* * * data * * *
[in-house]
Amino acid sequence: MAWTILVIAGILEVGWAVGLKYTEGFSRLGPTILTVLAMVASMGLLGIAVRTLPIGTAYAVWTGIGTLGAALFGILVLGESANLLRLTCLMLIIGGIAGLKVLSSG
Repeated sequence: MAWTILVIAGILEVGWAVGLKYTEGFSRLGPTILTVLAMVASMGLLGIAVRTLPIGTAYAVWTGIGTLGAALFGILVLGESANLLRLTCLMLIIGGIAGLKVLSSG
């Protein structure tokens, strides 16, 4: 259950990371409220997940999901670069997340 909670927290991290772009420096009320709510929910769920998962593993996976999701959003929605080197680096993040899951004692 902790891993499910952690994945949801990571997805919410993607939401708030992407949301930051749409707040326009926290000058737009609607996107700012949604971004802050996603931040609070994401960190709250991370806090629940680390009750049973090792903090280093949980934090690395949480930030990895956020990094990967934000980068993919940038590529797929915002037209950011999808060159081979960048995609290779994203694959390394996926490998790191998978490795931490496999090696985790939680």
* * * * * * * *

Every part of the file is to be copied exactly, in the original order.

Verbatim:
[in-house]
Amino acid sequence: MAWTILVIAGILEVGWAVGLKYTEGFSRLGPTILTVLAMVASMGLLGIAVRTLPIGTAYAVWTGIGTLGAALFGILVLGESANLLRLTCLMLIIGGIAGLKVLSSG
Repeated sequence: MAWTILVIAGILEVGWAVGLKYTEGFSRLGPTILTVLAMVASMGLLGIAVRTLPIGTAYAVWTGIGTLGAALFGILVLGESANLLRLTCLMLIIGGIAGLKVLSSG
């Protein structure tokens, strides 16, 4: 259950990371409220997940999901670069997340 909670927290991290772009420096009320709510929910769920998962593993996976999701959003929605080197680096993040899951004692 902790891993499910952690994945949801990571997805919410993607939401708030992407949301930051749409707040326009926290000058737009609607996107700012949604971004802050996603931040609070994401960190709250991370806090629940680390009750049973090792903090280093949980934090690395949480930030990895956020990094990967934000980068993919940038590529797929915002037209950011999808060159081979960048995609290779994203694959390394996926490998790191998978490795931490496999090696985790939680």